Berlin Urban Design
- A history of Berlin’s urban design from a European perspective
- Published as volume 2 of the series Basics
- Second revised and expanded Edition
Berlin Urban Design
A Brief History of a European City
182 pages, 160 images, 230 × 210 mm,
Second revised and expanded edition
This book presents a history of Berlin’s urban design from a European perspective. It is aimed at professionals and students interested in urban design, urban planning and urban design history, but is also a good primer for any visitor to the city. Numerous plans, drawings and photos, including exceptional aerial photography, illustrate Berlin’s key urban developments, which have shaped one of Europe’s most attractive, liveable and yet contested cities.
Berlin has become a model for European urban design. The reasons lie in the nature of its compact pre-First World War urban districts; in the development of suburban housing estates during the 1920s; in the refurbishment and careful renewal from the 1970s onwards of its compact 19th century districts; and in the critical reconstruction of its urban form since the 1980s. But Berlin was not always seen as a model. The unflattering title of “the world’s largest tenement city” – a rather undeserved epithet – served for decades as a bogeyman, as did the large scale social housing estates in both East and West that have been much criticised since the 1970s. Despite this, the city has largely avoided the suburban sprawl that plagues cities worldwide.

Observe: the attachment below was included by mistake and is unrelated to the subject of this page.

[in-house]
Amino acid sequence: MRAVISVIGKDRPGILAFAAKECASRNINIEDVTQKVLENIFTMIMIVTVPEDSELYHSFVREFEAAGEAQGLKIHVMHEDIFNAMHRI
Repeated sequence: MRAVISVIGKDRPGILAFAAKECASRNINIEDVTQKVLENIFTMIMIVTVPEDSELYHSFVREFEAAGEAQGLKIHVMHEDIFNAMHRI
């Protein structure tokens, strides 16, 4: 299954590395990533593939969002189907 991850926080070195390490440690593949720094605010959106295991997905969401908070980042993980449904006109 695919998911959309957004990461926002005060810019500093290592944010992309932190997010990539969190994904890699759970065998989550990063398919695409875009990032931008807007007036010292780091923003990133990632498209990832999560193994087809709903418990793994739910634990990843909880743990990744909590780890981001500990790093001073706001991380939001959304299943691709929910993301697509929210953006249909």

Harald Bodenschatz, born in Munich in 1946, a sociologist and urban planner, is a full Professor of Sociology of Architecture and Urban Planning at the Technical University of Berlin. He has published numerous books dealing with urban redevelopment, suburban development, history of town planning and urban design in Berlin and elsewhere.
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